House Buys Time for Senate with Stopgap Measure

The United State House of Representatives passed its second stopgap legislation on Friday afternoon giving the Senate more time to discuss then vote on a spending bill that is government wide for $1.1 trillion.

The vote in the House provides a cushion to make sure the government does not shut down Saturday at midnight when the current funding runs out.

It is no known whether the measure by the House, which passed a voice vote, will be necessary.

Leaders of the Senate said they were hoping to end the discussion on the budget bill by late Friday night.

However, as of Saturday morning the Senate had still not reached an agreement.

Elizabeth Warren the Democratic Senator from Massachusetts opposes a large spending bill. She does not like the provision that loosens big bank trading restrictions.

Warren defied the top elected official in her party with her opposition.

Warren excited the left leaning edge of her party by speaking out.

The measure in the Senate will likely pass but could take a few more days to do so.

Yet, it likely will not be passed prior to the midnight deadline on Saturday, which makes the House measure that much more important.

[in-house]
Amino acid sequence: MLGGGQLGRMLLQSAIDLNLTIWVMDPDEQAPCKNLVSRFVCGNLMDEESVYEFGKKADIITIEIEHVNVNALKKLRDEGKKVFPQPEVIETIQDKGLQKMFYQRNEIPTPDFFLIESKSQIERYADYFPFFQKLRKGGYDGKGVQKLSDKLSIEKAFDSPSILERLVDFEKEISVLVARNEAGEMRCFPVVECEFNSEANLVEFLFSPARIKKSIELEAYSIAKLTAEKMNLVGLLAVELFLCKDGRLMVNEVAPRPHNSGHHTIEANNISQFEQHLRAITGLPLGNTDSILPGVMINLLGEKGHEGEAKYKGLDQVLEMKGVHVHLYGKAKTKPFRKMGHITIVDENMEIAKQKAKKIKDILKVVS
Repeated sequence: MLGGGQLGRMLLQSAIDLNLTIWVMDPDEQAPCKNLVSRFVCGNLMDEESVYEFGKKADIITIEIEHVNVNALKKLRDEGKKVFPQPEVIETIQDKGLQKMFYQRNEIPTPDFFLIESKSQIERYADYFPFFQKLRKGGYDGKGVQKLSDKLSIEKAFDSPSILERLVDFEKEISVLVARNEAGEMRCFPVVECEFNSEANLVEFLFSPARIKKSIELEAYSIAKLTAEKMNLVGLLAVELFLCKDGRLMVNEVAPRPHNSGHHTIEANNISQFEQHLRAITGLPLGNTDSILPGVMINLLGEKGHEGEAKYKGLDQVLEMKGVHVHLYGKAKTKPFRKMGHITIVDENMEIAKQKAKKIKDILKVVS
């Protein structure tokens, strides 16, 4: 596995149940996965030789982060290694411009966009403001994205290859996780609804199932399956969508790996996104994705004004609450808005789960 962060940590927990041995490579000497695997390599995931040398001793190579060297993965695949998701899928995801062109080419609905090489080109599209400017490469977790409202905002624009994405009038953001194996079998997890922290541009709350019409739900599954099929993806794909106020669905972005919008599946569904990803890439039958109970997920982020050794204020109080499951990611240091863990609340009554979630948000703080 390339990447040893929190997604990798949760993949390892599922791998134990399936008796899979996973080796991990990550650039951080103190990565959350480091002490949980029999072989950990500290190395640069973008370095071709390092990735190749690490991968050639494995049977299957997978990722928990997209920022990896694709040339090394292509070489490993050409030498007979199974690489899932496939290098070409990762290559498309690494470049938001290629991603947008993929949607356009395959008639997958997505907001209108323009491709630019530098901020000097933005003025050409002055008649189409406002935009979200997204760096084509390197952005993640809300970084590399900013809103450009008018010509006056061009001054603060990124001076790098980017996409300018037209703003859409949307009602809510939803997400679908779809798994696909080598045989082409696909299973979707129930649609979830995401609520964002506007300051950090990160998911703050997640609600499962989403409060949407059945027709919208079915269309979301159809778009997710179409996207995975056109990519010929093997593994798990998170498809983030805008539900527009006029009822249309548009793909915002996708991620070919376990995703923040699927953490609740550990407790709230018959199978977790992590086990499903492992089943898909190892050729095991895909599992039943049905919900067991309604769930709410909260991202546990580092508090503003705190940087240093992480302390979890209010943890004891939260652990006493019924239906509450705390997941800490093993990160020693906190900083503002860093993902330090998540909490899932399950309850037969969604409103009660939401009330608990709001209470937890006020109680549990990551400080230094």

Although, it appeared some opposition to the measure would come from both left leaning Democrats and some of the Republicans, the necessary votes should be there to pass it.

Certain delays in procedure could make the final vote be pushed back until Monday, according to some insiders.

Democrats are aware they must have unity when control of Congress is taken over by the Republicans in 2015 following the Democratic losses during midterm elections.

They tried to play down speculation that House minority leader Nancy Pelosi and President Obama would be split over things going forward.

One aide said that Pelosi had fired off a warning shot to House Republicans that the Democrats in the chamber would fight hard on 2015.

The bill is 1,603 pages long and blindsided Democrats drawing their ire when they discovered it would roll back a Dodd-Frank law provision due to start next year.

That provision would end the planned restrictions on large banks derivatives trading.